WHEN IT WAS JUST A GAME;
THE FIRST SUPER BOWL
By Harvey Frommer
Super Bowl Gold (Number 50) ready soon to take center stage, we flash
the first one whose name officially was the AFL-NFL Championship Game.
has many oral history memories.
Herewith, just a few of those who were there at
the game remember the time:
BUSSEL: At that time
I was living with my husband in New Jersey, and he was in the scrap
metal business. We were attending in Los Angeles a convention, a
between dealers in that industry. A
gentleman had extra tickets that he could not sell to the Super Bowl. That was hard to believe. So he offered them
for free to men attending the convention. My husband was a big football
fan of the New York Giants. He was
thrilled to go.
gentleman rented a
bus and offered free transportation to and from the game. That is how I
the privilege to attend the first Super Bowl. We got on the bus that he
chartered. It was loaded up with about 30 or 40 people, all in a happy
and behold, we
arrived at the Coliseum and wow, the tickets were on the 50 yard line.
did not know anything about the Kansas City Chiefs and not much about
aside from Bart Starr. Out of gratitude for the man who gave us the
rooted for Kansas City. Their fans there
were pretty happy the first half of the game.
was a pleasant day.
It was a plus plus day. And when I tell my children and especially my
grandchildren that their grandmother attended the first Super Bowl,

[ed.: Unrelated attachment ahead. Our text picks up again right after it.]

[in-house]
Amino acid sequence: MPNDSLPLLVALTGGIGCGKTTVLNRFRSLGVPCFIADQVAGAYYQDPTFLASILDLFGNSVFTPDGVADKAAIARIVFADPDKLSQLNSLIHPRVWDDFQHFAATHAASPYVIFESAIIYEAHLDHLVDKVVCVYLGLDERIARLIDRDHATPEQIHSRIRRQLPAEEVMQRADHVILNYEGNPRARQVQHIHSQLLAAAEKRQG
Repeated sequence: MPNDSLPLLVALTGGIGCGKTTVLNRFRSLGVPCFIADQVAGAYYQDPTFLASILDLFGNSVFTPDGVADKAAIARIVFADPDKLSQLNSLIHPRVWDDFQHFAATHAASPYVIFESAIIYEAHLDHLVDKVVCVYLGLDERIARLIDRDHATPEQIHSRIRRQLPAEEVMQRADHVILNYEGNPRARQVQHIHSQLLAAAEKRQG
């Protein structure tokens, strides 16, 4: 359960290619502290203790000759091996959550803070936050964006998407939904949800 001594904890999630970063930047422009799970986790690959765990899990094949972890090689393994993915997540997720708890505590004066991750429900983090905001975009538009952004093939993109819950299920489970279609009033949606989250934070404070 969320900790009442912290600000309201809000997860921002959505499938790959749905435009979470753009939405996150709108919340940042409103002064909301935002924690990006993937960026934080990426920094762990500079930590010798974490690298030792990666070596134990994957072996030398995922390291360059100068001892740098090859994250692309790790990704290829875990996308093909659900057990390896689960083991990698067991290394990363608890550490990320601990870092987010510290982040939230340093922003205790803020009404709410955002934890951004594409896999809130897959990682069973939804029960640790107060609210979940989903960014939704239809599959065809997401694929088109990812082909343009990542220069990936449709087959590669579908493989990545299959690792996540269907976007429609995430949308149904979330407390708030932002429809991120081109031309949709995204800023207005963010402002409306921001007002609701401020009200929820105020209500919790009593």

did not think to save
my program or my ticket.
WALLIN: We were
among a minority that watched the game on television in the Los Angeles
We had a directional antenna on the roof to get reception from San
Diego. We had thirty friends over to the
Everyone had a good time. In the second half, the picture became fuzzy.
asked me to go up onto the roof to move the antenna. It was quite a
next week we attached a rotor so that could adjust the antenna
KELLY: I was a senior in high school. We were living in
Menlo Park, California. The television set was in the living room, and
in color which had recently come into vogue. We had to get up from time
and adjust the color. We watched on CBS. My Dad loved Ray Scott. Looking
at that first game and all
the stuff that surrounded it, you would never guess in a million years
would become what it is today.
Little did I realize that I would join the
Kansas City Chiefs organization in 1974, working in public relations.
still a pretty good core of players who had played in that first Super
but the problem was they were all 7 years older.
VAUGHN: I’d never been on a
junket before but through the Meadowbrook Country Club in Kansas City,
of guys got together, and we chartered a jet to go out to Los Angeles